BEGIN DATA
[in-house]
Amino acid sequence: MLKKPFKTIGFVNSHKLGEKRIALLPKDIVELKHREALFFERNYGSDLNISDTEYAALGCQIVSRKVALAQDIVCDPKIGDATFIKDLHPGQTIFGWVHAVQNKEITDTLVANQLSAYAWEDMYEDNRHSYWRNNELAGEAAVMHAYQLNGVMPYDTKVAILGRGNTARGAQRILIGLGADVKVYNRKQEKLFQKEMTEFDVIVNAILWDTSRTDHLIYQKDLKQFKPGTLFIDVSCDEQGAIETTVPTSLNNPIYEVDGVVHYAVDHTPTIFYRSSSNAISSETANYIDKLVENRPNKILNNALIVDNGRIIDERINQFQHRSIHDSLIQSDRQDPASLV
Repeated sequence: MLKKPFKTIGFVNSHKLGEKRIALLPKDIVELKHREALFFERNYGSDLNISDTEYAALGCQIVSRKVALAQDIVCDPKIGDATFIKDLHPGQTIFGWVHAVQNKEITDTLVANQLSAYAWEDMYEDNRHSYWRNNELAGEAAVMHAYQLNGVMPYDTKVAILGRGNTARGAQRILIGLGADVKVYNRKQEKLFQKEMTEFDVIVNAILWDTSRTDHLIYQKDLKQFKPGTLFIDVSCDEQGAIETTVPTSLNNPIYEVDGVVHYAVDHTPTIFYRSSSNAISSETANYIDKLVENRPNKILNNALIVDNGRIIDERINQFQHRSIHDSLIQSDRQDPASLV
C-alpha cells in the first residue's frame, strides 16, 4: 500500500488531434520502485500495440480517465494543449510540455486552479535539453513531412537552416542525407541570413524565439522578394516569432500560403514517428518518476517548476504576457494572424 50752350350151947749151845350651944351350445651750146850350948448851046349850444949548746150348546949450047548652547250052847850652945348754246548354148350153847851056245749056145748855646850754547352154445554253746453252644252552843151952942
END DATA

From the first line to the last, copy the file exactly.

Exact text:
[in-house]
Amino acid sequence: MLKKPFKTIGFVNSHKLGEKRIALLPKDIVELKHREALFFERNYGSDLNISDTEYAALGCQIVSRKVALAQDIVCDPKIGDATFIKDLHPGQTIFGWVHAVQNKEITDTLVANQLSAYAWEDMYEDNRHSYWRNNELAGEAAVMHAYQLNGVMPYDTKVAILGRGNTARGAQRILIGLGADVKVYNRKQEKLFQKEMTEFDVIVNAILWDTSRTDHLIYQKDLKQFKPGTLFIDVSCDEQGAIETTVPTSLNNPIYEVDGVVHYAVDHTPTIFYRSSSNAISSETANYIDKLVENRPNKILNNALIVDNGRIIDERINQFQHRSIHDSLIQSDRQDPASLV
Repeated sequence: MLKKPFKTIGFVNSHKLGEKRIALLPKDIVELKHREALFFERNYGSDLNISDTEYAALGCQIVSRKVALAQDIVCDPKIGDATFIKDLHPGQTIFGWVHAVQNKEITDTLVANQLSAYAWEDMYEDNRHSYWRNNELAGEAAVMHAYQLNGVMPYDTKVAILGRGNTARGAQRILIGLGADVKVYNRKQEKLFQKEMTEFDVIVNAILWDTSRTDHLIYQKDLKQFKPGTLFIDVSCDEQGAIETTVPTSLNNPIYEVDGVVHYAVDHTPTIFYRSSSNAISSETANYIDKLVENRPNKILNNALIVDNGRIIDERINQFQHRSIHDSLIQSDRQDPASLV
C-alpha cells in the first residue's frame, strides 16, 4: 500500500488531434520502485500495440480517465494543449510540455486552479535539453513531412537552416542525407541570413524565439522578394516569432500560403514517428518518476517548476504576457494572424 50752350350151947749151845350651944351350445651750146850350948448851046349850444949548746150348546949450047548652547250052847850652945348754246548354148350153847851056245749056145748855646850754547352154445554253746453252644252552843151952942